Recent polls show just how confused Americans are about our system of government in general and the judiciary in particular. The founders would have found this deeply troubling, as they argued that the people must be “well-informed” and “well-instructed” to be trusted with self-government and to remain free.
A recent poll from the Annenberg Public Policy Center, for example, showed that just 49% say that Supreme Court justices set aside personal and political views to rule based on the law and the facts of each case. At the same time, 48% say that the Supreme Court should be made less independent so that it “listens a lot more to what the people want.”
In a Quinnipiac University poll earlier this year, 59% said that Supreme Court justices are “too influenced by politics.” And in the Annenberg poll, 89% say that judges should base their decisions on “the facts of the case, the law, and the Constitution.” But a recent poll by Marquette University Law School found a majority want judges to treat the Constitution as “a document whose meaning may have evolved over time.”
In the Marquette poll, 37% said senators would be justified in voting against a Supreme Court nominee because of “how they believe the Justice would decide cases.” But a Gallup poll just one year earlier had a different finding: 49% said senators would be justified opposing a nominee because of “the nominee’s stance on current issues such as abortion, gun control or affirmative action.”
All of this puts polls that ask whether people have “trust or confidence” in the Supreme Court or approve of how the Supreme Court is “handling its job” into context. It’s clear that most Americans don’t know what that job is.
But should we be surprised? The Marquette poll showed that 57% of Americans haven’t read the Constitution, even though it’s one of the shortest in the world. In fact, I took two courses in constitutional law in law school and was never required to read it.
Yet, I did read it and so should everyone else. Simply reading the Constitution will reveal a few things. First, to state the obvious, it’s written down. That simplifies the task of trying to figure out what the authors meant.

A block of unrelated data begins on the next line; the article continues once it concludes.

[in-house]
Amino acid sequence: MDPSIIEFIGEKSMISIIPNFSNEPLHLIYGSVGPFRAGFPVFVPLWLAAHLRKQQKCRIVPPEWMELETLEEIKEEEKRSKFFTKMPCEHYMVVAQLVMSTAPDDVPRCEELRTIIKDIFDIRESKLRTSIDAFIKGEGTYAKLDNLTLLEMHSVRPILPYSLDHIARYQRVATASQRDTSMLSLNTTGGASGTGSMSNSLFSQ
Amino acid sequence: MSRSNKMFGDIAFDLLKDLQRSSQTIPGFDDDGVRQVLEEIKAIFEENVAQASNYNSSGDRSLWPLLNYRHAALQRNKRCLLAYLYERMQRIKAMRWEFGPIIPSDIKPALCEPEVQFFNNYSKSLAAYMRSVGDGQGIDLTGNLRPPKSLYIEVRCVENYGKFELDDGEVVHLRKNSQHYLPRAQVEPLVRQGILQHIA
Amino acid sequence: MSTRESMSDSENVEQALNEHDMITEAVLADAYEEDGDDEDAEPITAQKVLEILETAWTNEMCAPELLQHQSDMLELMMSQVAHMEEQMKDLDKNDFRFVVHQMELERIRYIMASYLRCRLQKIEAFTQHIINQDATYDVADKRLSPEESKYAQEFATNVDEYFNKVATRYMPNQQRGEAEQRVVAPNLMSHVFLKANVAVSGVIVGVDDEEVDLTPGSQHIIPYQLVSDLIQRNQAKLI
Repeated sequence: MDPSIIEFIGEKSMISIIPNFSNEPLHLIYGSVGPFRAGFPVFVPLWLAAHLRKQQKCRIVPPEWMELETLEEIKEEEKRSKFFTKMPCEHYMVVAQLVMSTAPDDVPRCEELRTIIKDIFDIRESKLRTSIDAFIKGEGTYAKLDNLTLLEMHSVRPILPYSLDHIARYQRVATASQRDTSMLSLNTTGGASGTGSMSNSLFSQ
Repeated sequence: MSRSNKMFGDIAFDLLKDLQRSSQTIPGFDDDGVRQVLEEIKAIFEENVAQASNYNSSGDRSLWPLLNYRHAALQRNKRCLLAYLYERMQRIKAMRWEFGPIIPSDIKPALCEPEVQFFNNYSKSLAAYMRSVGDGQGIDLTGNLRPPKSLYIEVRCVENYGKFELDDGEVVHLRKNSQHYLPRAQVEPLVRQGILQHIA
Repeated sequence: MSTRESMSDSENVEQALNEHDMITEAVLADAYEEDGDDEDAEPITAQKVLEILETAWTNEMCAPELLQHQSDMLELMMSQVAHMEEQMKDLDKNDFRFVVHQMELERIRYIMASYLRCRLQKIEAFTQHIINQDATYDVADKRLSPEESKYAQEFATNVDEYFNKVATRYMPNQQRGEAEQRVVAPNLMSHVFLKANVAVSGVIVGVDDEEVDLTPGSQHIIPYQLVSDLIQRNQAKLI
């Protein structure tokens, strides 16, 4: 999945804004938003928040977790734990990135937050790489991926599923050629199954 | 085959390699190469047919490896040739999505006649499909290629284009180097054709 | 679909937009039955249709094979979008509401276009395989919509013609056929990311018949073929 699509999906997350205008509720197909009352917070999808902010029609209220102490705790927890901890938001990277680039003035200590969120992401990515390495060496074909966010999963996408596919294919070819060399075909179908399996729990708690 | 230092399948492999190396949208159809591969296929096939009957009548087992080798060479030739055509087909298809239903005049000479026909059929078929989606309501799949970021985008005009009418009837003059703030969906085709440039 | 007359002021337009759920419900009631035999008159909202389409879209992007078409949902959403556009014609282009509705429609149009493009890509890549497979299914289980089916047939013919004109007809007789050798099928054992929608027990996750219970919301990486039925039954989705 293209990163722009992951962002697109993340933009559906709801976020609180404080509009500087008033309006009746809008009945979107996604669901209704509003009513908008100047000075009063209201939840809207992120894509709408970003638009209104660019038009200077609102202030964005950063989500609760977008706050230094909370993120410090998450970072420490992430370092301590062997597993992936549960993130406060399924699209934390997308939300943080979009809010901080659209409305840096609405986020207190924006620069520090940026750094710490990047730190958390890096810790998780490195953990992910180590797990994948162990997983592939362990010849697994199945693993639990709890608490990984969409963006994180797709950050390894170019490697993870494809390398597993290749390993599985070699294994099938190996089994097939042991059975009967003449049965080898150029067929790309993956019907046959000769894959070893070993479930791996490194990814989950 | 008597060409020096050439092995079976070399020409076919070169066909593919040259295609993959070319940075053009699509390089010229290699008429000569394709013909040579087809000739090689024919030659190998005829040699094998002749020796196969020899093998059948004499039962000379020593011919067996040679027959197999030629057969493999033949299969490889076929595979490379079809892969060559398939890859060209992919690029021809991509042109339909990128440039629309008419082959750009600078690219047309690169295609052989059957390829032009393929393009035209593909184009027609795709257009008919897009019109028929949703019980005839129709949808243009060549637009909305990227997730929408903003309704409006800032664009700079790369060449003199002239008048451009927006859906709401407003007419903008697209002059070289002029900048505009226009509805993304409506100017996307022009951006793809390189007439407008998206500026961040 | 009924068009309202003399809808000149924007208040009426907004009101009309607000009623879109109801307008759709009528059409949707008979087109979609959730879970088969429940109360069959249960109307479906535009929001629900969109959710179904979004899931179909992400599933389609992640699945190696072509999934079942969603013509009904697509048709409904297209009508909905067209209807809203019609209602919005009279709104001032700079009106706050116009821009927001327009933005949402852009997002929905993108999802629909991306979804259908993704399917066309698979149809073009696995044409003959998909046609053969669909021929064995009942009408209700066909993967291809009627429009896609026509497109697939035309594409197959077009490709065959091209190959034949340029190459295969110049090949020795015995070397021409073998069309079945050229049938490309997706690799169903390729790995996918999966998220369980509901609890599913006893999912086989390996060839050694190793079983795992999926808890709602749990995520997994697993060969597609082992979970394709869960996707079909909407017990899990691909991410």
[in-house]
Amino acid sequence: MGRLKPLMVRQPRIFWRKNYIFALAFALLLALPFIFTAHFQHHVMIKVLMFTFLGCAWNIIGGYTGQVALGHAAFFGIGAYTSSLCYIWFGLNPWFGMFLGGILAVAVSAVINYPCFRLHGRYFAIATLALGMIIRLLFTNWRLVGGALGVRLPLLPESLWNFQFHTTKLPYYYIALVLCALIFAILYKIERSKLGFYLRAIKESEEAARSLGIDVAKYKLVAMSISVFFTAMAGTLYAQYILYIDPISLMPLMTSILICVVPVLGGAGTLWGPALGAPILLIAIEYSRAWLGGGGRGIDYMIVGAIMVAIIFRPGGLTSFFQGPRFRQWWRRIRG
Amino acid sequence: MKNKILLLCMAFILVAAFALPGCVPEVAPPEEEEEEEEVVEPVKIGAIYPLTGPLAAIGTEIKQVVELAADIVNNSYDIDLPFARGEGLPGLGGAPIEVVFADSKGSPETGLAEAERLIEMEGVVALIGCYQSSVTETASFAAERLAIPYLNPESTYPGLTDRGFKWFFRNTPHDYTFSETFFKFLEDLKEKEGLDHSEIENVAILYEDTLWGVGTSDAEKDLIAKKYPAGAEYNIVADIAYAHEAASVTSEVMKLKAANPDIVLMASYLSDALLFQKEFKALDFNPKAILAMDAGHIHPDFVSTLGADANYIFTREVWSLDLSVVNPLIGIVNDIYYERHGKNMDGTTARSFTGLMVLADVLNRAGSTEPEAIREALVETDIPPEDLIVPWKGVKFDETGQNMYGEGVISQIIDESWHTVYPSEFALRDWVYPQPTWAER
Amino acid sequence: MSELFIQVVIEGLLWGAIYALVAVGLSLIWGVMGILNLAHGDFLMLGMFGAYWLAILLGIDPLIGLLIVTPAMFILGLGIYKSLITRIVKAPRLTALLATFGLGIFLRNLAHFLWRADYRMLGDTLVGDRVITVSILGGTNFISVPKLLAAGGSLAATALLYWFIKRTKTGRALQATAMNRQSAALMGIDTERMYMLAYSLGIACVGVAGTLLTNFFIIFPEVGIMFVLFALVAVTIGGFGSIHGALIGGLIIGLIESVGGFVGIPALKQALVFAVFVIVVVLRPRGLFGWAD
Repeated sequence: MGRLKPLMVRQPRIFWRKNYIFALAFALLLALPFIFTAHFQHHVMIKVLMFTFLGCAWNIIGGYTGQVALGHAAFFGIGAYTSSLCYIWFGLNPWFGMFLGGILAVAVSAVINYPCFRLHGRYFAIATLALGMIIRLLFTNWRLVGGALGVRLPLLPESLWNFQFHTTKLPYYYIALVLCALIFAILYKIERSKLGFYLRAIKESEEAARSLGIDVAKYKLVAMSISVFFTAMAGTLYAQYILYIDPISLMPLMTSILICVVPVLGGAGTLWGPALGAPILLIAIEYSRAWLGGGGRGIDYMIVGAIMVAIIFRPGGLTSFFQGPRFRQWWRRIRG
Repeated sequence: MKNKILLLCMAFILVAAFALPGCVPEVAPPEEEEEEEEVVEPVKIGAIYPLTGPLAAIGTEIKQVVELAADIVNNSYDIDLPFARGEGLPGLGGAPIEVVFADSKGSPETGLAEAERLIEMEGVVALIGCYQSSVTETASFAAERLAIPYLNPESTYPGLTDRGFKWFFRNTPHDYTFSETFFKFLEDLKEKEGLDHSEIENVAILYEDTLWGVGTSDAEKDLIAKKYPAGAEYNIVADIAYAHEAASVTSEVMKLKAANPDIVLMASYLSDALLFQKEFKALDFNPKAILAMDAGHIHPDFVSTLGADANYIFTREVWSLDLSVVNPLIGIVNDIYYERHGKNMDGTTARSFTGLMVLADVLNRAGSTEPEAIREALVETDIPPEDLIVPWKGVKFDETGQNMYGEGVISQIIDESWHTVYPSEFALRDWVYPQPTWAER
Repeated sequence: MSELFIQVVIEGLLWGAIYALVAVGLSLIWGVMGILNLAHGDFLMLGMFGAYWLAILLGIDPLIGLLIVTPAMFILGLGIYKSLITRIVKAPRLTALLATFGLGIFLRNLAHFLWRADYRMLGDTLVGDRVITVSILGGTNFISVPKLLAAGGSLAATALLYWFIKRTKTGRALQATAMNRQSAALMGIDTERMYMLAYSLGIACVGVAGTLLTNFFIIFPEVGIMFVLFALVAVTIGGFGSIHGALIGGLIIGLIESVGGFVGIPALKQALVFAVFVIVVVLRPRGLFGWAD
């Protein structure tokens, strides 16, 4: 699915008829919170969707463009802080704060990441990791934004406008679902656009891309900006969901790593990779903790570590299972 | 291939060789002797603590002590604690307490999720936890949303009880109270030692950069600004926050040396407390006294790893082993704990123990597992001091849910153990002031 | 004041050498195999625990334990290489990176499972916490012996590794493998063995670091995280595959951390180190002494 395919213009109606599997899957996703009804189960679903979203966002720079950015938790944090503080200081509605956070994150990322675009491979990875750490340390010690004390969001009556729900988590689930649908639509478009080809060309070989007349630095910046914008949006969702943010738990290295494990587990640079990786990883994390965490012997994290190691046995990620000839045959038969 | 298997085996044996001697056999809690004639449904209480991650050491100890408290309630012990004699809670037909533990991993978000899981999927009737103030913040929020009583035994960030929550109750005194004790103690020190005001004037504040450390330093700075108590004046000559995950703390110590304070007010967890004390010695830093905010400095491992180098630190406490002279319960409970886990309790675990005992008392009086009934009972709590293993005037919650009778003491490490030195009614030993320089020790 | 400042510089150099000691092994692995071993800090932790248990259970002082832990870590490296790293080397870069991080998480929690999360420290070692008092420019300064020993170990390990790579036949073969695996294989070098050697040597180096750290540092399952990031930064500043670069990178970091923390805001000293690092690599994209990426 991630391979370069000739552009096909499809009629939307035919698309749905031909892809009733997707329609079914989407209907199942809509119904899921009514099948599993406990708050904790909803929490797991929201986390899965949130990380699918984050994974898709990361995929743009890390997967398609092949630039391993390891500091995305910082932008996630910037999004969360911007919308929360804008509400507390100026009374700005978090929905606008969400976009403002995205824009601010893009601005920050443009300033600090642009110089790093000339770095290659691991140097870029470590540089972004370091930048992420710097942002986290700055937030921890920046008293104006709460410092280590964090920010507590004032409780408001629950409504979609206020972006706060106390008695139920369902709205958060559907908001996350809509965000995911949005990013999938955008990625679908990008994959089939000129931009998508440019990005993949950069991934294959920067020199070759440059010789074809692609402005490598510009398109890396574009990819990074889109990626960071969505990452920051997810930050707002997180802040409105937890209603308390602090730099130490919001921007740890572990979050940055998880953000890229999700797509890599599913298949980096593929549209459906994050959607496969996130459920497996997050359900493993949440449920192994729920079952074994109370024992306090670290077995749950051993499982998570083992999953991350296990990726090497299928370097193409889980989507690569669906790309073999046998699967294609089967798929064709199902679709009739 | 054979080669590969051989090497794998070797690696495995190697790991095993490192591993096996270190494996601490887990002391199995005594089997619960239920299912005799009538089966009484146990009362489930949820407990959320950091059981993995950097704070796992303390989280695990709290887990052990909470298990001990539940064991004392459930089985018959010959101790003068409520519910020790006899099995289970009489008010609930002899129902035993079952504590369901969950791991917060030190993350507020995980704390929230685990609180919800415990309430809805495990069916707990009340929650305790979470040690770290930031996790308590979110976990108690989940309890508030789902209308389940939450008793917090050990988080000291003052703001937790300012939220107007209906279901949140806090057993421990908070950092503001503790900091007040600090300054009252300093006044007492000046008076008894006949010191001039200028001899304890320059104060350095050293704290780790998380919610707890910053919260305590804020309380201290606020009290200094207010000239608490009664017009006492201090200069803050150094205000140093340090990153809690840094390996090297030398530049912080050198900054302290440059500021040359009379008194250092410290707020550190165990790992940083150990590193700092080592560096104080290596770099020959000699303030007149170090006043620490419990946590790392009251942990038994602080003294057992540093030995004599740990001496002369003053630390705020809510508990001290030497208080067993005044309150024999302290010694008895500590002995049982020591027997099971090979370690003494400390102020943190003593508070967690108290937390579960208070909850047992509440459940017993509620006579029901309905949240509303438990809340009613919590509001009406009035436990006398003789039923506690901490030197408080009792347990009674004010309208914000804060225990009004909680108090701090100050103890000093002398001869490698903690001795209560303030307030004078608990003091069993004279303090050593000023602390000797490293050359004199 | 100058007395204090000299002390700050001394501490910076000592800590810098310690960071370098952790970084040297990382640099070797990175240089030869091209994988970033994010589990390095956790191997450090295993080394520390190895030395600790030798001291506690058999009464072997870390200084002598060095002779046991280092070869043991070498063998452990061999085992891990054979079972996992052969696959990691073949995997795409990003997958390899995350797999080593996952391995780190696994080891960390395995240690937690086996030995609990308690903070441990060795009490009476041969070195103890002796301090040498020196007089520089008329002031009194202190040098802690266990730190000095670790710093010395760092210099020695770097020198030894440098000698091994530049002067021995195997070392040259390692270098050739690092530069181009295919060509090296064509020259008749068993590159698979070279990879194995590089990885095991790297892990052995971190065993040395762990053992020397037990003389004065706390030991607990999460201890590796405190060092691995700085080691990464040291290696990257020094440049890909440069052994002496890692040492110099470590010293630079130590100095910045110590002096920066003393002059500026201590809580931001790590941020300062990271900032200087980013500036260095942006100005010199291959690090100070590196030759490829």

Second, people will find that some things they thought were in the Constitution aren’t there after all. I don’t mean just the weird things such as thinking the First Amendment protects the right to own a pet (12% think this), as well as seriously misguided things such as the First Amendment supposedly creating a “wall of separation between church and state.” It never actually says that.
People might just see the Constitution is not so mysterious after all. Yes, it was written a long time ago and has some words that have dropped out of popular usage. And yes, there are general-sounding phrases that, at least standing alone, aren’t very clear. But there are also words, phrases, and provisions that have a commonsense meaning. You won’t know until you read it.
The Pew Research Center has found that, as they get older, people shift from saying that the Constitution should be interpreted for what it “means in current times” to what it “meant as originally written.” With a little experience, a little maturity, and a little observation about how easily the tides of political and social life can shift, people seek firmer ground. That’s what makes for successful self-government.
But that can’t happen unless we read it first.
The Heritage Foundation
Deputy Director, Center for Legal and Judicial Studies
Thomas is the Deputy Director of the Edwin Meese III Center for Legal and Judicial Studies and a Senior Legal Fellow.